Editorial

The Peter principle…or lack thereof

Thursday, July 18, 2019

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Mr Peter Bunting might wish to reconsider his mindless position against the extension of the state of public emergency (SOE) in the St Andrew South police division, while there is still yet no obvious working plan to drastically bring down murders in Jamaica.

For a man who threw up his hands in the air and resigned himself to the fact that only divine intervention can solve our crime problem while he was managing the portfolio under which crime falls — as the former minister of national security — he needs to wheel and come again.

What was implicit in that conclusion of his was that crime, and murders in particular, is bigger than all of us — Government, Opposition, police, army, Church, private sector, and civil society. Only God himself could do it.

On what basis now does Mr Bunting pontificate that an SOE is unconstitutional and ineffective as a tool for fighting crime? One can now see the wisdom of Dr Peter Phillips in not selecting him as the Opposition spokesman on national security.

Mr Bunting needs to rely on that experience and wisdom of his party leader. Having made the dreadful mistake of voting against the extension of the then SOE in December last year, Dr Phillips has learnt a harsh lesson.

Until we find this elusive formula for reducing murders — something which is going to demand every ounce of Jamaican effort and genius — we have to do the best we can, including use of SOEs.

Intentional or not, a vote against extending the SOE is providing comfort to the gunmen who are making our collective lives hell. What does it take to get big men to understand that we can walk and chew gum at the same time? While we have no viable long-term crime plan, it can't be better to leave the country to these merciless killers.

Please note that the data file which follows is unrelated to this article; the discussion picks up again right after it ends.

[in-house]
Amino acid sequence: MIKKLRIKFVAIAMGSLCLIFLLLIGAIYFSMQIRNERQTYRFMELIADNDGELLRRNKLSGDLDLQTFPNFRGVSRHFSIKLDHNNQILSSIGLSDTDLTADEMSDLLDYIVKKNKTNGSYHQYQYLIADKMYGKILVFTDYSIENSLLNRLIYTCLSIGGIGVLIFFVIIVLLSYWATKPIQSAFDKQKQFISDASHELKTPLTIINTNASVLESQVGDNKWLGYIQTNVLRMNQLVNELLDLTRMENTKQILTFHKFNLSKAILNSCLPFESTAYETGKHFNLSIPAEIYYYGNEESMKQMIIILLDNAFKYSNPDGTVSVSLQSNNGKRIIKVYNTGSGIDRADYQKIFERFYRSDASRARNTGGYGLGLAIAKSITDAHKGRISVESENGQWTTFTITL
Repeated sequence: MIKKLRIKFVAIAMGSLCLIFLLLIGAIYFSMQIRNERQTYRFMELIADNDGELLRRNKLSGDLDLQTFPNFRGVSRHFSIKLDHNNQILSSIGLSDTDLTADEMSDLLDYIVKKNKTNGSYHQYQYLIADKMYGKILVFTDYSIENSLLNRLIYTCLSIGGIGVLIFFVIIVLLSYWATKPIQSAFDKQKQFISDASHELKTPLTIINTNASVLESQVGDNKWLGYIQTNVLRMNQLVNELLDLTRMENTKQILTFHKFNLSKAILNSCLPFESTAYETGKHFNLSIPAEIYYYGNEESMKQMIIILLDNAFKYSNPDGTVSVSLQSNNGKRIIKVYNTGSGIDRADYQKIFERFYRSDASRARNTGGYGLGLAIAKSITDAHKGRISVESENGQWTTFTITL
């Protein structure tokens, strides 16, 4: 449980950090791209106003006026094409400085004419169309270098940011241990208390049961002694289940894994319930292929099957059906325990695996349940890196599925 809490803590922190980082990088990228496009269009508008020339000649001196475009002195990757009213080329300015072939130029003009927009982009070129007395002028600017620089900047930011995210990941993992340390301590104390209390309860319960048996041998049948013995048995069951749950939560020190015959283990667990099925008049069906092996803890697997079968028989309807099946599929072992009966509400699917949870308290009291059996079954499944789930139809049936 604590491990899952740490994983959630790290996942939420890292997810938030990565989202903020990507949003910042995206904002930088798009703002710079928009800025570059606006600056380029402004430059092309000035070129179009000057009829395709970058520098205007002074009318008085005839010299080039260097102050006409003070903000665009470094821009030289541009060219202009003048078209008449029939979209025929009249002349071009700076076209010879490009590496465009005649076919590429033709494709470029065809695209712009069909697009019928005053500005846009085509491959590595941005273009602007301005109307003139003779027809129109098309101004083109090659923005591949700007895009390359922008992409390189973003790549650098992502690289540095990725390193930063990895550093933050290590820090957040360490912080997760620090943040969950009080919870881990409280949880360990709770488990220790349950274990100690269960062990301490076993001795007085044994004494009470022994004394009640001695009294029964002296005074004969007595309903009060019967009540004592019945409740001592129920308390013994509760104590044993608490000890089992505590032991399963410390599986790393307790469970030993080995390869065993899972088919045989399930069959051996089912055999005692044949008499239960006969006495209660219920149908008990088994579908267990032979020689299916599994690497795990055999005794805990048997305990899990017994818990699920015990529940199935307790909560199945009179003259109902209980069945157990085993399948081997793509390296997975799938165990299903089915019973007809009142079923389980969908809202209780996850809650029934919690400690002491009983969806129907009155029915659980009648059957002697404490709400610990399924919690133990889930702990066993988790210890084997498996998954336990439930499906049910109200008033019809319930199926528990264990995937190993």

As Dr Phillips said in the House on Tuesday when he supported the extension: “…the communities want some relief from the immediate terror that they are experiencing.” Messrs Bunting and fellow traveller Mark Golding are the only ones who can't see that.

In giving his support to the SOE extension, Dr Phillips did not abandon his position that this tool is not an ideal solution to this problem or even the best solution in the circumstances. But he understands that something has to be done while the search for the best solution continues. That is why he is on the right side of history in pressing the Andrew Holness Government to resume the multiparty talks on crime.

We note that Jamaica Council of Churches has chided the Government for seemingly going it alone on crime while abandoning “meaningful, non-partisan dialogue and strategic action to tackle the country's crime problem”.

Roman Catholic Archbishop of Kingston Kenneth Richards has also advised the political leaders to acknowledge that, without collaboration, there would be limited success in rooting out the crime problem.

We in this space again urge Prime Minister Holness to put the country first and resume the Vale Royal talks with all the stakeholders on behalf of the ultimate stakeholders — the people of Jamaica who are feeling the brunt of the viciousness.


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